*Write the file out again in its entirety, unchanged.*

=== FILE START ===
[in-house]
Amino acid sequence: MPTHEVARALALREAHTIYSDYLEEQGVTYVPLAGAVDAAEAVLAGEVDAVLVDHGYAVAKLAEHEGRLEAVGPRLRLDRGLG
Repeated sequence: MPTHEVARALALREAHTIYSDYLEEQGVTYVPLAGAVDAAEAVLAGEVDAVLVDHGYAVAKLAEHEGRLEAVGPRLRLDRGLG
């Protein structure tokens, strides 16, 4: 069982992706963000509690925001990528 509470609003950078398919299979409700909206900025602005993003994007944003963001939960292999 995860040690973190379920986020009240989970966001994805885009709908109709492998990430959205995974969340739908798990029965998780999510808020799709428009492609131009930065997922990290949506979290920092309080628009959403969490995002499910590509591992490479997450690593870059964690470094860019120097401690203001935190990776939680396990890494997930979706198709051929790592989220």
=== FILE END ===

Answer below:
[in-house]
Amino acid sequence: MPTHEVARALALREAHTIYSDYLEEQGVTYVPLAGAVDAAEAVLAGEVDAVLVDHGYAVAKLAEHEGRLEAVGPRLRLDRGLG
Repeated sequence: MPTHEVARALALREAHTIYSDYLEEQGVTYVPLAGAVDAAEAVLAGEVDAVLVDHGYAVAKLAEHEGRLEAVGPRLRLDRGLG
């Protein structure tokens, strides 16, 4: 069982992706963000509690925001990528 509470609003950078398919299979409700909206900025602005993003994007944003963001939960292999 995860040690973190379920986020009240989970966001994805885009709908109709492998990430959205995974969340739908798990029965998780999510808020799709428009492609131009930065997922990290949506979290920092309080628009959403969490995002499910590509591992490479997450690593870059964690470094860019120097401690203001935190990776939680396990890494997930979706198709051929790592989220």